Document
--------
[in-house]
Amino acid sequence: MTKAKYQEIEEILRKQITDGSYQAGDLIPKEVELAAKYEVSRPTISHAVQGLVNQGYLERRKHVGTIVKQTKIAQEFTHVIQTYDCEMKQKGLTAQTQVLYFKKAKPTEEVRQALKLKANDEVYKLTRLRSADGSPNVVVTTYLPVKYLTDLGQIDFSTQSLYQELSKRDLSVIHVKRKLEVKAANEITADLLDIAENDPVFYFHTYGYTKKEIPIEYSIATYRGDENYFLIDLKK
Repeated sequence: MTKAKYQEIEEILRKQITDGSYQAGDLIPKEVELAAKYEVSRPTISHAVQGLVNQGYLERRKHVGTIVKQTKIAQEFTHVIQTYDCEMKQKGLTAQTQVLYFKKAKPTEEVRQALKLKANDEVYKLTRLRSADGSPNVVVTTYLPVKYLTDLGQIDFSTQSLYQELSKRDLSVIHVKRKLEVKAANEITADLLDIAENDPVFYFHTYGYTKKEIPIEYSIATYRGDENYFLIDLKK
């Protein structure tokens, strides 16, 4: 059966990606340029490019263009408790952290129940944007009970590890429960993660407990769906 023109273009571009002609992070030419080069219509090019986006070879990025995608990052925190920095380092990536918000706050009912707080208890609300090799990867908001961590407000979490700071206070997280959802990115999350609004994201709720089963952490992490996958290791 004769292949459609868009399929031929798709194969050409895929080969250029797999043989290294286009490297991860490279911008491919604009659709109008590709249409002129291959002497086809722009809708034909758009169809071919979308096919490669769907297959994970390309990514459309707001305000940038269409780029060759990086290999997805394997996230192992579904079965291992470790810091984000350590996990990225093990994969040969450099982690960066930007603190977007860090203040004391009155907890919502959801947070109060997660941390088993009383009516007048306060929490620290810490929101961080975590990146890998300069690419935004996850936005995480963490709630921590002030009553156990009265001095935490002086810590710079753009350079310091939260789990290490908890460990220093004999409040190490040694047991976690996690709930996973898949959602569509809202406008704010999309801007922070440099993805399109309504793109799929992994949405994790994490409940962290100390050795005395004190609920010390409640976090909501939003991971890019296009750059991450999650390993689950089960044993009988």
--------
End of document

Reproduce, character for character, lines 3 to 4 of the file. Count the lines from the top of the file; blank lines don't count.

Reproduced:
Repeated sequence: MTKAKYQEIEEILRKQITDGSYQAGDLIPKEVELAAKYEVSRPTISHAVQGLVNQGYLERRKHVGTIVKQTKIAQEFTHVIQTYDCEMKQKGLTAQTQVLYFKKAKPTEEVRQALKLKANDEVYKLTRLRSADGSPNVVVTTYLPVKYLTDLGQIDFSTQSLYQELSKRDLSVIHVKRKLEVKAANEITADLLDIAENDPVFYFHTYGYTKKEIPIEYSIATYRGDENYFLIDLKK
């Protein structure tokens, strides 16, 4: 059966990606340029490019263009408790952290129940944007009970590890429960993660407990769906 023109273009571009002609992070030419080069219509090019986006070879990025995608990052925190920095380092990536918000706050009912707080208890609300090799990867908001961590407000979490700071206070997280959802990115999350609004994201709720089963952490992490996958290791 004769292949459609868009399929031929798709194969050409895929080969250029797999043989290294286009490297991860490279911008491919604009659709109008590709249409002129291959002497086809722009809708034909758009169809071919979308096919490669769907297959994970390309990514459309707001305000940038269409780029060759990086290999997805394997996230192992579904079965291992470790810091984000350590996990990225093990994969040969450099982690960066930007603190977007860090203040004391009155907890919502959801947070109060997660941390088993009383009516007048306060929490620290810490929101961080975590990146890998300069690419935004996850936005995480963490709630921590002030009553156990009265001095935490002086810590710079753009350079310091939260789990290490908890460990220093004999409040190490040694047991976690996690709930996973898949959602569509809202406008704010999309801007922070440099993805399109309504793109799929992994949405994790994490409940962290100390050795005395004190609920010390409640976090909501939003991971890019296009750059991450999650390993689950089960044993009988």